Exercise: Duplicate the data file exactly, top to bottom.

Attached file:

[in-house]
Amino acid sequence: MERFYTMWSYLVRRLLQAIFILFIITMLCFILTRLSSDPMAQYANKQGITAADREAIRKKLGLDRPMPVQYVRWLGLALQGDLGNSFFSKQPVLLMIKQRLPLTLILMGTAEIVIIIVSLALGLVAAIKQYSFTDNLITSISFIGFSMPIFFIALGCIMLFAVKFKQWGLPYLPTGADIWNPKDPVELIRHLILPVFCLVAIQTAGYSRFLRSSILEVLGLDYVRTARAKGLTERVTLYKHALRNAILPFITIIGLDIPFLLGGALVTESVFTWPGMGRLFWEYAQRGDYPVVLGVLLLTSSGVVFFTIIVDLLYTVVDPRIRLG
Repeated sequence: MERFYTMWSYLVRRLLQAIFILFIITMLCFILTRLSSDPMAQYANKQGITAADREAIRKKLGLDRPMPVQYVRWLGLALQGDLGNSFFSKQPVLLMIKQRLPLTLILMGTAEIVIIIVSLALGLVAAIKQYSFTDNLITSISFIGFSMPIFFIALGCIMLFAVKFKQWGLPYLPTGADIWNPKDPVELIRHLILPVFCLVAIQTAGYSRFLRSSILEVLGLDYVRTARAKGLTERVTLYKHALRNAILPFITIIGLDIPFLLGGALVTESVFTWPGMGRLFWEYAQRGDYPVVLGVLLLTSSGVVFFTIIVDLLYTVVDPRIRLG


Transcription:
[in-house]
Amino acid sequence: MERFYTMWSYLVRRLLQAIFILFIITMLCFILTRLSSDPMAQYANKQGITAADREAIRKKLGLDRPMPVQYVRWLGLALQGDLGNSFFSKQPVLLMIKQRLPLTLILMGTAEIVIIIVSLALGLVAAIKQYSFTDNLITSISFIGFSMPIFFIALGCIMLFAVKFKQWGLPYLPTGADIWNPKDPVELIRHLILPVFCLVAIQTAGYSRFLRSSILEVLGLDYVRTARAKGLTERVTLYKHALRNAILPFITIIGLDIPFLLGGALVTESVFTWPGMGRLFWEYAQRGDYPVVLGVLLLTSSGVVFFTIIVDLLYTVVDPRIRLG
Repeated sequence: MERFYTMWSYLVRRLLQAIFILFIITMLCFILTRLSSDPMAQYANKQGITAADREAIRKKLGLDRPMPVQYVRWLGLALQGDLGNSFFSKQPVLLMIKQRLPLTLILMGTAEIVIIIVSLALGLVAAIKQYSFTDNLITSISFIGFSMPIFFIALGCIMLFAVKFKQWGLPYLPTGADIWNPKDPVELIRHLILPVFCLVAIQTAGYSRFLRSSILEVLGLDYVRTARAKGLTERVTLYKHALRNAILPFITIIGLDIPFLLGGALVTESVFTWPGMGRLFWEYAQRGDYPVVLGVLLLTSSGVVFFTIIVDLLYTVVDPRIRLG